Look at the following code to understand these steps:

#!/bin/bash

exec 7<&0

exec 0<myfile

total=1

while read line; do

	echo "#$total: $line"

	total=$(($total + 1))

done

exec 0<&7

read -p "Finished? " res

case $res in

y) echo "Goodbye" ;;

n) echo "Sorry, this is the end." ;;

esac

create input file descriptor

We saved the STDIN to file descriptor 7, and redirect the STDIN to a file.

The STDIN reverted to its original location after iterating over file lines.

The last read command just to make sure that STDIN is reverted, and you can use the keyboard normally.

 

Close file descriptors

When the script exits, the file descriptors will close automatically. If you want to close the file descriptor yourself, redirect the file descriptor to this symbol &- it will be closed.

#!/bin/bash

exec 3> myfile

echo "Testing ..." >&3

exec 3>&-

echo "Nothing works" >&3

closing file descriptor

As you can see, it gives an error of bad file descriptor because it is no longer exist.

 

lsof Command

The lsof command is used to list all the opened files on the system and background processes.

On many Linux systems like Fedora, the lsof command is located under /usr/sbin.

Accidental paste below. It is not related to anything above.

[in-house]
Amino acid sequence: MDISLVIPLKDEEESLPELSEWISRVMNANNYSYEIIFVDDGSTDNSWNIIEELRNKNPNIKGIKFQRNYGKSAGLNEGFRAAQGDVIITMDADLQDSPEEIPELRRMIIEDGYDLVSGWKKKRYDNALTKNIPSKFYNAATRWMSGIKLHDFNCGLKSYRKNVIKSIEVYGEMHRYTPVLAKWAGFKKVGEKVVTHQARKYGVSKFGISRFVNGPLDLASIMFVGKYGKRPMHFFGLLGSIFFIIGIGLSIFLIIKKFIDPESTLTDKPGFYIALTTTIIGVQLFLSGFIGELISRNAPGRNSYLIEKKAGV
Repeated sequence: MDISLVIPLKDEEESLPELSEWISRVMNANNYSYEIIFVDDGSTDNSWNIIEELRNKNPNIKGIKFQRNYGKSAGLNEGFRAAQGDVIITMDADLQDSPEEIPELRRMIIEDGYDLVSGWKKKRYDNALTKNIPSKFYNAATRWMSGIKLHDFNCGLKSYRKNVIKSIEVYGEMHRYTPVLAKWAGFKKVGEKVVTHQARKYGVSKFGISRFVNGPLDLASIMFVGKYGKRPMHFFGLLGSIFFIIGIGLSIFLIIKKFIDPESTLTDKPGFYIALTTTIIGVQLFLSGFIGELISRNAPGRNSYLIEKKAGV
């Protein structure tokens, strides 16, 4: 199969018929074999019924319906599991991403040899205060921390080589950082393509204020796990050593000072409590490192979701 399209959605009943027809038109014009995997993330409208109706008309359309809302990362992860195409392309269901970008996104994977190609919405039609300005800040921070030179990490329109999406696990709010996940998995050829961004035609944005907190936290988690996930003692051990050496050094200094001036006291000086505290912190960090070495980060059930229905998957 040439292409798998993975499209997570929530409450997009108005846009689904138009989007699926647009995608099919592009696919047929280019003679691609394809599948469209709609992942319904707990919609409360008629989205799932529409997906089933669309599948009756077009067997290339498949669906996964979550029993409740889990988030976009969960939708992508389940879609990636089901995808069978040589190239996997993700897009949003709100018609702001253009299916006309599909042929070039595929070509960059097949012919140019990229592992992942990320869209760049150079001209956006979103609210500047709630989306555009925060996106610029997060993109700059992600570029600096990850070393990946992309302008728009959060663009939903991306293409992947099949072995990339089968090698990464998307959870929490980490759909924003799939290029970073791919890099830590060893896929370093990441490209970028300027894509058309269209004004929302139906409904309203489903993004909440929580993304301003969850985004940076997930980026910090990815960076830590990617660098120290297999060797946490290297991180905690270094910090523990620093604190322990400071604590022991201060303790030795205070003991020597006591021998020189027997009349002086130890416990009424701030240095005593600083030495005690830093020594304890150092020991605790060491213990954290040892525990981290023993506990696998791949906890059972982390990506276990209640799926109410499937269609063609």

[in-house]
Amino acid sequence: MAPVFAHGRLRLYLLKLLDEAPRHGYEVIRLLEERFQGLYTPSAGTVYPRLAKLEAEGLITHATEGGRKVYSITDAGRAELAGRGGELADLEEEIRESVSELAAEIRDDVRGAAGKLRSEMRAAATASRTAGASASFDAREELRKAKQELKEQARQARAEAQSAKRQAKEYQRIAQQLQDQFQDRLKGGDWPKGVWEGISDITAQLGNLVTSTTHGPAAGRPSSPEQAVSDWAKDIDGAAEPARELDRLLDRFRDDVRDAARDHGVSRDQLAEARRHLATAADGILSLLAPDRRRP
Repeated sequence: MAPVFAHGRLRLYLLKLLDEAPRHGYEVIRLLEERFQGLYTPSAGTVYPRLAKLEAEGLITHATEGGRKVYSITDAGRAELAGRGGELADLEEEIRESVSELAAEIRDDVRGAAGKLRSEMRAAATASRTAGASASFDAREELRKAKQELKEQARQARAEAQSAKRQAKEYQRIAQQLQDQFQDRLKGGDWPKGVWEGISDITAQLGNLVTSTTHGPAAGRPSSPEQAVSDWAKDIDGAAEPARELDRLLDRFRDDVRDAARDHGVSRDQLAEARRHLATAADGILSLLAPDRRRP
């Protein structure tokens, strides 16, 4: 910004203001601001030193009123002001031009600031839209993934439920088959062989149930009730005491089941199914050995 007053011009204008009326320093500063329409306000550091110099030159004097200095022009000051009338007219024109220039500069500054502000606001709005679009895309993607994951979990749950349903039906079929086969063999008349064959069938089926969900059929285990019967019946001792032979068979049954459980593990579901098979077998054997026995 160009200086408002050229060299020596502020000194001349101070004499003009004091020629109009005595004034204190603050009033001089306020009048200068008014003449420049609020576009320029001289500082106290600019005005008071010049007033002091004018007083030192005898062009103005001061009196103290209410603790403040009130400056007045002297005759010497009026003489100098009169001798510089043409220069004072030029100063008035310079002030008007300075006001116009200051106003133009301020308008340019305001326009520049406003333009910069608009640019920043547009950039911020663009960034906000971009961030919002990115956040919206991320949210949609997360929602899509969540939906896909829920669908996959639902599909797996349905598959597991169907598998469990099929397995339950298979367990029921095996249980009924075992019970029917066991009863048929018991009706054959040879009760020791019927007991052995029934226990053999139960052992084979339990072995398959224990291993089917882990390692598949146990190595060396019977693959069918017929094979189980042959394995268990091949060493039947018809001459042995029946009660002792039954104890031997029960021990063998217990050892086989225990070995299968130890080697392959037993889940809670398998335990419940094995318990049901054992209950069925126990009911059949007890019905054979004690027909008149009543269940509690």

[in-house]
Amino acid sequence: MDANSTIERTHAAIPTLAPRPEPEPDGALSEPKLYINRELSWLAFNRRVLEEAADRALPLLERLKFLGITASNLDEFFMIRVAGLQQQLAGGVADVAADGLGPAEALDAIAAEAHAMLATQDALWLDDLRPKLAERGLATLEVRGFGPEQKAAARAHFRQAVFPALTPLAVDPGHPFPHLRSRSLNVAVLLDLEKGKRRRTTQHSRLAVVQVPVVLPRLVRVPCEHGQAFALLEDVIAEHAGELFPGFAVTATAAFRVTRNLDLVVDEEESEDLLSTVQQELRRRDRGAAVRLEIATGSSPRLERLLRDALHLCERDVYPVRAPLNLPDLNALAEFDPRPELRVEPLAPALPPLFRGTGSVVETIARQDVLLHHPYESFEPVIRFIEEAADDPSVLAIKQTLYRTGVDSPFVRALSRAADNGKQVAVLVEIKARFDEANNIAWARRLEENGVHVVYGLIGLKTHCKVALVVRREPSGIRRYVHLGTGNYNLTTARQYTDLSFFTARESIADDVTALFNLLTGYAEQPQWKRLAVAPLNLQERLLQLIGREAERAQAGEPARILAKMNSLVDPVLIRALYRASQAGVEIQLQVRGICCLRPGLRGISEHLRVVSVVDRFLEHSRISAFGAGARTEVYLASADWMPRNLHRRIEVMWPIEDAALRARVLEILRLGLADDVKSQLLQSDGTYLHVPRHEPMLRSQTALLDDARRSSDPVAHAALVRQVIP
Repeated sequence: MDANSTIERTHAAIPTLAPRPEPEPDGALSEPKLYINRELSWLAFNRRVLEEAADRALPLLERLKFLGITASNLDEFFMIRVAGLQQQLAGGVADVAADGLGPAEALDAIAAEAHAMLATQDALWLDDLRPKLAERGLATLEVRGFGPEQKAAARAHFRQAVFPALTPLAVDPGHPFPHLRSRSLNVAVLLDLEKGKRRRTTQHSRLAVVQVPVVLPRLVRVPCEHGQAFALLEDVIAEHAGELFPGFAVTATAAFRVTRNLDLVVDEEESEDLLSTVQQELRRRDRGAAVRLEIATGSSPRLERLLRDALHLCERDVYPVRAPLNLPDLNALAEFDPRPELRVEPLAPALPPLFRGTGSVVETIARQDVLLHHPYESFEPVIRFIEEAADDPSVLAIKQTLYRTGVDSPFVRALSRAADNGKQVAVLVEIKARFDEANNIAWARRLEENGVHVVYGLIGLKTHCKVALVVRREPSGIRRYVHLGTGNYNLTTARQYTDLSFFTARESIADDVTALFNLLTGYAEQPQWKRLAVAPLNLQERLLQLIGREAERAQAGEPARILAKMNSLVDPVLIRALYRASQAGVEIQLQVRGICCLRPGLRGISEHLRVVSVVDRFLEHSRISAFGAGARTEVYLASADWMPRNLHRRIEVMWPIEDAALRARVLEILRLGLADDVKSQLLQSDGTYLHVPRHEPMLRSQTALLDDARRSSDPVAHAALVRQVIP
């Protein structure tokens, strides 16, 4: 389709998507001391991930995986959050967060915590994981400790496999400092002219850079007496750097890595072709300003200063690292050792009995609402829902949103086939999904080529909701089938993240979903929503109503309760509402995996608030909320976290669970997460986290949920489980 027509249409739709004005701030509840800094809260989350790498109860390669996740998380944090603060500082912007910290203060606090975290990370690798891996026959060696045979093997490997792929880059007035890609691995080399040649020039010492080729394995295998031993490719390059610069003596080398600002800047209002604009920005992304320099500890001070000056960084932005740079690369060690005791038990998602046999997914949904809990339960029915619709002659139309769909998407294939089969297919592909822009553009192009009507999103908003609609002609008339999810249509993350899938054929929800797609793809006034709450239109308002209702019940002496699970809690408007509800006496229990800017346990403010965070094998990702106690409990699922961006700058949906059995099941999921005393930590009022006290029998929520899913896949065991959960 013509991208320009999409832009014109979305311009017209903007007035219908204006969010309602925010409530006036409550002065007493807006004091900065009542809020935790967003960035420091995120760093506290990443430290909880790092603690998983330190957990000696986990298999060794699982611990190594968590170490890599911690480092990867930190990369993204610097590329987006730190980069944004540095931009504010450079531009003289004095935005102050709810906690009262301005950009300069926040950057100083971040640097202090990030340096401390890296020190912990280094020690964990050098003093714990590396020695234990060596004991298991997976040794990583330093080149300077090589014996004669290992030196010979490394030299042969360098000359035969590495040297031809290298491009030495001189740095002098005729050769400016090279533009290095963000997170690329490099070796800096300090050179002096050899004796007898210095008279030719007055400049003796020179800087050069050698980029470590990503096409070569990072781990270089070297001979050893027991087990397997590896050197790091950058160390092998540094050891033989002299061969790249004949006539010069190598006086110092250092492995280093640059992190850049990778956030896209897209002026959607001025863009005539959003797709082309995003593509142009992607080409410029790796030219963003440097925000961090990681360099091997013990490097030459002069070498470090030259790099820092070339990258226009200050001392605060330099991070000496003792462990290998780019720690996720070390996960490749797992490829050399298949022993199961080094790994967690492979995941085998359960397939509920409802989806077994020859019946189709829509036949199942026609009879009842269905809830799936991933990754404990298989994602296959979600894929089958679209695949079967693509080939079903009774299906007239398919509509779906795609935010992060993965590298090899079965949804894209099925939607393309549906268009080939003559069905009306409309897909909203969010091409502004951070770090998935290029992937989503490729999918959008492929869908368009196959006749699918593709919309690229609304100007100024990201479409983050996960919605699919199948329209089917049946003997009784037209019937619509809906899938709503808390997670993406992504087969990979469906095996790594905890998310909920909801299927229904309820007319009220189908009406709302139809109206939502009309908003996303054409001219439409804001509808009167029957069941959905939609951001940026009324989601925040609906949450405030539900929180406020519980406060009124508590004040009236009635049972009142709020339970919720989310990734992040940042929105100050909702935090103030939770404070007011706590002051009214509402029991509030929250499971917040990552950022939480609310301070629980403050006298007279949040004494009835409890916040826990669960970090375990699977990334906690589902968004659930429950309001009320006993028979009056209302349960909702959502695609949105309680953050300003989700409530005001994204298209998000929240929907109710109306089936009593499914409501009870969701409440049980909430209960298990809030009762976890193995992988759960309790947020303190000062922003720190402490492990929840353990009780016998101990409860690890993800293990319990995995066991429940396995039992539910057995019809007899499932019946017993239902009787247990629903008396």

This is some of the important options for lsof command:

-p: for process ID.

-d: for the file descriptor.

You can get the process PID using the $$ variable.

list opened descriptors

We can use the -a to combine the results of -p option and -d option.

Now, testing the command from a script:

#!/bin/bash

exec 4> myfile1

exec 5> myfile2

exec 6< myfile3

lsof -a -p $$ -d 0,1,2,4,5,6

list custom descriptors

The shell script creates the file descriptors 4 and 5 for writing and 6 for reading.

 

Suppressing command output

Sometimes you don’t want to see any output. We redirect the output to the black hole, which is /dev/null.

For example, we can suppress errors like this:

ls -al badfile anotherfile 2> /dev/null

You can truncate a file without deleting it completely using the same command.

cat /dev/null > myfile

Now you understand the input, output, how to redirect them, how to create your file descriptor, and redirect to it.

I hope you enjoy it. Keep coming back.

Thank you.

Mokhtar Ebrahim
Founder of LikeGeeks. I'm working as a Linux system administrator since 2010. I'm responsible for maintaining, securing, and troubleshooting Linux servers for multiple clients around the world. I love writing shell and Python scripts to automate my work.

2 thoughts on “Shell Scripting Part4 – Input, Output, and Redirection

  1. I didn’t understand the example of creating file descriptors.
    Why did we “exec 0<myfile"? Not "exec 7 myfile”? Shouldn’t it be “cat myfile > /dev/null”?

    1. The demonstrated example shows how to save the STDIN to a file descriptor and redirect STDIN to a file temporarily for testing purpose.
      Then we revert STDIN back.

Leave a Reply

Your email address will not be published. Required fields are marked *